Dr Michael Pankhurst (Anatomy)
Bi-modal anti-Müllerian hormone signalling in the ovary
48 months, $500,000

MichaelPankhurstimage
Dr Michael Pankhurst. Photo: supplied.

Anti-Müllerian hormone (AMH) is an ovarian regulator of egg development and appears to contribute to conditions of infertility. Most of the AMH secreted in the ovary is inactive but my research has shown the majority is activated by the time it reaches circulation. This project will determine if extracellular activation of AMH is the key mechanism that enables it to signal at two distinct locations in the ovary. The active and inactive forms will be specifically quantified at multiple sites in the human ovary using microdialysis. Fluorescent biomarkers and multiphoton live-imaging will reveal the anatomical location(s) of the AMH-activating enzymes. Electron-microscopy will determine how the protein structure of AMH defines its bioactivity. Dysregulation of AMH affects fertility but its precise role in the ovary remains unclear. Elucidating the relevant signalling mechanisms will reveal potential therapeutic targets providing a platform for a career in translational fertility research and reproductive endocrinology.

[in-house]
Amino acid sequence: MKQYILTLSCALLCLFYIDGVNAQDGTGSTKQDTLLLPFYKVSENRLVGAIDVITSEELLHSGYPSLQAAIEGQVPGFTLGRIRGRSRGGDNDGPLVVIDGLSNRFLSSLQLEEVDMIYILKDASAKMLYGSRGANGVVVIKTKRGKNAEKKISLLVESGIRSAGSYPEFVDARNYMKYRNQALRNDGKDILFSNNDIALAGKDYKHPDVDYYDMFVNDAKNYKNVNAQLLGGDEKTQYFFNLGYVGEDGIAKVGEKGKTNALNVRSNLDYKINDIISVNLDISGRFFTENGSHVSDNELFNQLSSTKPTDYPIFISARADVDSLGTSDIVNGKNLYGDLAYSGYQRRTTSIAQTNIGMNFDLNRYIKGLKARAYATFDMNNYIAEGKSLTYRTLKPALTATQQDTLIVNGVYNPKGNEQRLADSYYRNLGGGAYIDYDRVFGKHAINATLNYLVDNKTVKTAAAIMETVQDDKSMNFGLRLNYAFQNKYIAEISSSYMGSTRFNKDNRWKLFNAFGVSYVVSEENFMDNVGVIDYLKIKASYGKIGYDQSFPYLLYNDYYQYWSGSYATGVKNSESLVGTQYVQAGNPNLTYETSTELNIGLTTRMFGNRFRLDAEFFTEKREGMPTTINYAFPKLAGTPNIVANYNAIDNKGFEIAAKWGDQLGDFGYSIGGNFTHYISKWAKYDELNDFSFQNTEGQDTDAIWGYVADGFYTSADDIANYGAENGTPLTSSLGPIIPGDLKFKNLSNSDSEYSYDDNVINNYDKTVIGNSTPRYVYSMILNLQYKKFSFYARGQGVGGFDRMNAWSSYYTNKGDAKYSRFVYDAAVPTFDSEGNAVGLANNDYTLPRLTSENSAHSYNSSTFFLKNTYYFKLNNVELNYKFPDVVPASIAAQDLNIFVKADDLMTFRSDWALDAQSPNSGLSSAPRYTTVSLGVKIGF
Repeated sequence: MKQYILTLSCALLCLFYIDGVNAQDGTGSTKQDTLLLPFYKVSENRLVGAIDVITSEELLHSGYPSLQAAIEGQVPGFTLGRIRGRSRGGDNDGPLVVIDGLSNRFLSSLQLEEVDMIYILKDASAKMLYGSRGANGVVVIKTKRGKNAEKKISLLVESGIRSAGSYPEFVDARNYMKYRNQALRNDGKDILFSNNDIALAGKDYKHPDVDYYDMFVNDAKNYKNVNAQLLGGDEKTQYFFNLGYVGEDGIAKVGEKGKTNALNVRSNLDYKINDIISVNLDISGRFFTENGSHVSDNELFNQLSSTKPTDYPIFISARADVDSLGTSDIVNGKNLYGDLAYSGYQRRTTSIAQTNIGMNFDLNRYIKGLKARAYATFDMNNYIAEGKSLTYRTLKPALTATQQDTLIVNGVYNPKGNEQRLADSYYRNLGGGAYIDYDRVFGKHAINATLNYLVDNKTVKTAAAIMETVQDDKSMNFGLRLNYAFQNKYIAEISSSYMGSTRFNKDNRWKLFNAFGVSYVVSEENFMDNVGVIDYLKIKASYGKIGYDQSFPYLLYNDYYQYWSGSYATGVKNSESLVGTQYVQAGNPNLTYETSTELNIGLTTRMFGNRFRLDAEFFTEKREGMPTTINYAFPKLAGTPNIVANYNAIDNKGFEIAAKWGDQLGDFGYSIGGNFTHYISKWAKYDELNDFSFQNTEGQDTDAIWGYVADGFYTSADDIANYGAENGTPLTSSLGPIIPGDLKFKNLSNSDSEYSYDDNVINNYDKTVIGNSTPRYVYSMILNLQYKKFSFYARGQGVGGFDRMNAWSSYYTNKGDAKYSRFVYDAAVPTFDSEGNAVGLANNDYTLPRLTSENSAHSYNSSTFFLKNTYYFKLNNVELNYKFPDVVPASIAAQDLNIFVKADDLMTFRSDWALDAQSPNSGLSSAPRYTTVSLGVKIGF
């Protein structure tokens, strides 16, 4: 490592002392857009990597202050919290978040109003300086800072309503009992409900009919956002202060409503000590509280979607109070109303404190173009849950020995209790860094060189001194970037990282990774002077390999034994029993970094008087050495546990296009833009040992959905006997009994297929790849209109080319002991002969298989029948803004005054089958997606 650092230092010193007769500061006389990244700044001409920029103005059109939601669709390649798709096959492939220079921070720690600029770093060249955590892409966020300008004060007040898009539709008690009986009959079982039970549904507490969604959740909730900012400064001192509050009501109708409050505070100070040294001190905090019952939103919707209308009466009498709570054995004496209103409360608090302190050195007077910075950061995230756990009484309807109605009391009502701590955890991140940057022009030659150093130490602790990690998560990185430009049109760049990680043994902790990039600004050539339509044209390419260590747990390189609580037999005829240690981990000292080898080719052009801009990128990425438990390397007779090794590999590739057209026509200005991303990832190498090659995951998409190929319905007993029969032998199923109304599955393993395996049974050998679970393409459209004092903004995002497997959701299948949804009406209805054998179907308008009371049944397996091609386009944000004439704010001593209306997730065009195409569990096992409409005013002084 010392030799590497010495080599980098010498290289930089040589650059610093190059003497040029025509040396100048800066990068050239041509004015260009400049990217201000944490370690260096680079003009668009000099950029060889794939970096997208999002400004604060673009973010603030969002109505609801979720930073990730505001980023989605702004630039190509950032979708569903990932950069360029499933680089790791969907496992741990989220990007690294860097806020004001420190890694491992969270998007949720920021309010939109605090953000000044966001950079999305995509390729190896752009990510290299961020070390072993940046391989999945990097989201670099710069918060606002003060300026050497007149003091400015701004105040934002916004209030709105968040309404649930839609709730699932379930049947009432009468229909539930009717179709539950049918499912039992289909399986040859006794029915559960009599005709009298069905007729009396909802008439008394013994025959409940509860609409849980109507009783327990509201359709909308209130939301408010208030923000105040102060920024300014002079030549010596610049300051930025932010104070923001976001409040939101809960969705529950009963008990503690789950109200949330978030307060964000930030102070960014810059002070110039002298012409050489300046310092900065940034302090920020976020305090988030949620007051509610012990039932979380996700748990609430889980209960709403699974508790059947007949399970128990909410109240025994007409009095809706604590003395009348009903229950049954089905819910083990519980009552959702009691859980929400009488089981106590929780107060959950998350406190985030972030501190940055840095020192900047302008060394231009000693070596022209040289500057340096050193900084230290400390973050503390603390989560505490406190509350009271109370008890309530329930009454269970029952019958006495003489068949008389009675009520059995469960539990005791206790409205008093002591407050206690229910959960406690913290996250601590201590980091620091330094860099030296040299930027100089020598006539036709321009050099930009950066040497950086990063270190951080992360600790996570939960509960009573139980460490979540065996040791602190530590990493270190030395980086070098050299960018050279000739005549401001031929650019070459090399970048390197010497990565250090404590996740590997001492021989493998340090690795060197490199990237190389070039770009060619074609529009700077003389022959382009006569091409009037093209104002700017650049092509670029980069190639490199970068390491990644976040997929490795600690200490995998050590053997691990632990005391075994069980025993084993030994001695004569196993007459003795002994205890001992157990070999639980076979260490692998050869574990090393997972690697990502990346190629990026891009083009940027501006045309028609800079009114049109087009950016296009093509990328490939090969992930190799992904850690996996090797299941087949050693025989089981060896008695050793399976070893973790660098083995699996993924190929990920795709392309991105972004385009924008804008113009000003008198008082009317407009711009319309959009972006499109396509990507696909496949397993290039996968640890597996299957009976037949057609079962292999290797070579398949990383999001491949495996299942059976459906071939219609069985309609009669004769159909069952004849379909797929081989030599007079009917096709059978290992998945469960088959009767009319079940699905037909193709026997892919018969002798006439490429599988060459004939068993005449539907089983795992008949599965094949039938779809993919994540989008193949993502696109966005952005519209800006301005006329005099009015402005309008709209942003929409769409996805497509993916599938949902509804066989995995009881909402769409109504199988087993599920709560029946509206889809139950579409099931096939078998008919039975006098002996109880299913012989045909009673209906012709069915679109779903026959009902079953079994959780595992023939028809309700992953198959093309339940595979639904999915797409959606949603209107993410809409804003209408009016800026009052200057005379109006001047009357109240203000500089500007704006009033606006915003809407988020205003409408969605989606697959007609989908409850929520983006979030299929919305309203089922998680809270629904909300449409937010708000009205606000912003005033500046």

Dr Daniel Ribeiro (Physiotherapy)
Process evaluation of trials: maximising the potential for implementation
48 months, $498,919

DanielRibeiroimage
Dr Daniel Ribeiro. Photo: supplied.

Musculoskeletal disorders are the second largest cause of disability worldwide. In New Zealand, the burden of musculoskeletal disorders is very high. Process evaluation studies identify and inform: the reasons and mechanisms through which non-surgical interventions work, on whom these interventions work, and how interventions can be modified, effectively implemented and successfully translated into clinical practice. This vital information can be used by stakeholders (e.g. Ministry of Health, District Health Board, clinicians and researchers) to improve treatment of patients with musculoskeletal disorders. Process evaluation studies maximize the implementation of findings from trials to clinical practice. Findings from this project will contribute to enhancing healthcare services in New Zealand.

Clinical Research Training Fellowship

Dr Sharon Leitch (General Practice, Dunedin School of Medicine)
Improving patient safety in New Zealand general practice
36 months, $320,000